Monday, April 15, 2013

Everything is banned in Sweden

Growing up in Denmark it was a running joke that our Swedish neighbors had banned everything. The notion of "forbuds-sverige", difficult to translate into English because "forbud" is a bit more than simply a ban on something, roughly encompasses the few stark differences between Swedish and Danish culture: Sweden for example has a licensing system for buying alcohol, it is only available in state-owned shops with limited opening hours; Denmark has a similar system to most other European countries where alcohol is available in supermarkets at most hours. But the Swedish banning culture is not just government inflicted official rules, it sticks much deeper into the Swedish culture, also reflected in the "duktighetssyndrom", the "do-good-syndrom", which I encounter on an everyday basis from Swedish friends and colleagues. As a Swede you are supposed to do the correct, lawful thing. Pedestrians don't cross the street on a red light (and if you do, you are promptly being yelled at, using the c-word, as happened to me a couple of weeks ago, but that's material for another post). People follow guidelines and the many unspoken rules such as how you are supposed to put the dividing stick after your groceries at the check-in belt, god forbid you forget, the look from the person behind will illustrate the unforgivable nature of this.

And this brings me to one the few times where I have actually lost my temper with people in public (note, I have never lost my temper with anyone in public in the US or the UK where I spent the majority of my adult life, at least not that I remember). On Friday Zoe and I were going to the grocery store after I picked her up from daycare. I had had a very late lecture to go to and picked her up as one of the last kids so she was tired, I was tired, but we needed milk. After an almost smooth walk around the grocery store where I convinced Zoe that she could only have one snack (she chose an ice-cream, which she partly regretted later as she got cold eating it in the early spring weather), we got to the register where we queued a bit to Zoe's complaint. "It takes long, long time", she said but finally it was our turn. She was hesitant to give up her ice-cream so the guy could scan it but stopped complaining after I agreed that she could sit on the little shelf for packing the bags, after the belt. I had about 6 things to pack in the plastic bag and popped Zoe up on the shelf so she could watch. She was happy. I was happy. I had packed perhaps two of the items when the register guy said: "She can't sit there". I looked at him. "Tell that to her, I said, she will get mad. This will take two seconds". He repeated it to me and I realized he was serious. I told Zoe that she was not allowed to sit there and took her down. She exploded. Crying, screaming. I threw the last four things in the bag and grabbed her hand, dragging her out. But before that I yelled at the guy a lot of not-so-nice words. "Two seconds it would have taken! Two seconds!" From just managing my overtired, hungry little girl to having a hysterical almost 3-year old who was upset and didn't understand why mommy yelled at a guy, the afternoon was ruined. Luckily we still had the ice-cream and after I explained things to Zoe (Stupid Swedish people don't understand that Zoe wants to sit there) she stopped sobbing. We walked home and she was quicker in gaining back her good mood than I was.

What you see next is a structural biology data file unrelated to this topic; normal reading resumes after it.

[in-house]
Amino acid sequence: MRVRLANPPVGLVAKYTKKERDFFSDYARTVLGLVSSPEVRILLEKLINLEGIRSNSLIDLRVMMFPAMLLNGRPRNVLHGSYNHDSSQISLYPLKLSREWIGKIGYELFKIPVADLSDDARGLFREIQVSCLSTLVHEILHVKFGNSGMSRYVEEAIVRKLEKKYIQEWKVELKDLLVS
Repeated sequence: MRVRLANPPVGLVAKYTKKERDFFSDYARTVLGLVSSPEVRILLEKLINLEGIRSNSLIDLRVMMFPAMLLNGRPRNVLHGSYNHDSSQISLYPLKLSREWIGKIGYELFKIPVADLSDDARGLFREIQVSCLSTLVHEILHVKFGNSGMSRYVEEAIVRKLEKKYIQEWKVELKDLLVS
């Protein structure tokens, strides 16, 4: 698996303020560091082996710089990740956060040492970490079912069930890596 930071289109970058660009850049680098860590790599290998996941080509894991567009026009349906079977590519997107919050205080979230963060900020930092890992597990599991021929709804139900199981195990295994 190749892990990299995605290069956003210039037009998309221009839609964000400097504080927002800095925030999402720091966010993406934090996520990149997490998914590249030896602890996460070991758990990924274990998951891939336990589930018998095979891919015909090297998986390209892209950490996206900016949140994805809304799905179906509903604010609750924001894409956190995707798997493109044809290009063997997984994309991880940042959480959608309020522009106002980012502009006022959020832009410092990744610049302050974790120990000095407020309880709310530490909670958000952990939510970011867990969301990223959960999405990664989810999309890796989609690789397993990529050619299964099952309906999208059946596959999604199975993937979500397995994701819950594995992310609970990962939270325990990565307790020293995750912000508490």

But here is the thing. After thinking a lot about I still have no idea why Zoe was not allowed to sit on that little shelf. Don't tell me that it can take 5 full grocery bags but not a 15 kg/33lbs kid. Don't tell me it is because they are worried she will stretch the 20 inches over to the moving belt and get her fingers stuck. I don't recall ever hearing about any fingers getting hurt in a grocery belt but I could be wrong. Perhaps Swedish grocery belts are specially designed to trap little fingers. Instead, this was a clear example of the ingrained Swedish culture of "bans": you are simply just not supposed to do that, so you don't do that. And there are lot of things you are not supposed to do. Growing up in Denmark enables me to recognize these situations and articulate them but worse, my international living experiences help me hate them even more. I could not ever imaging anyone in the US tell me not to do something with my child unless it was clearly dangerous, I sense this would be an invasion of my privacy. In addition to my limited language skills, this is yet another reason I find it so difficult to live in Sweden with its many unspoken rules and regulations. I keep reminding myself that daycare is great and virtually free to make up for the bad things. 

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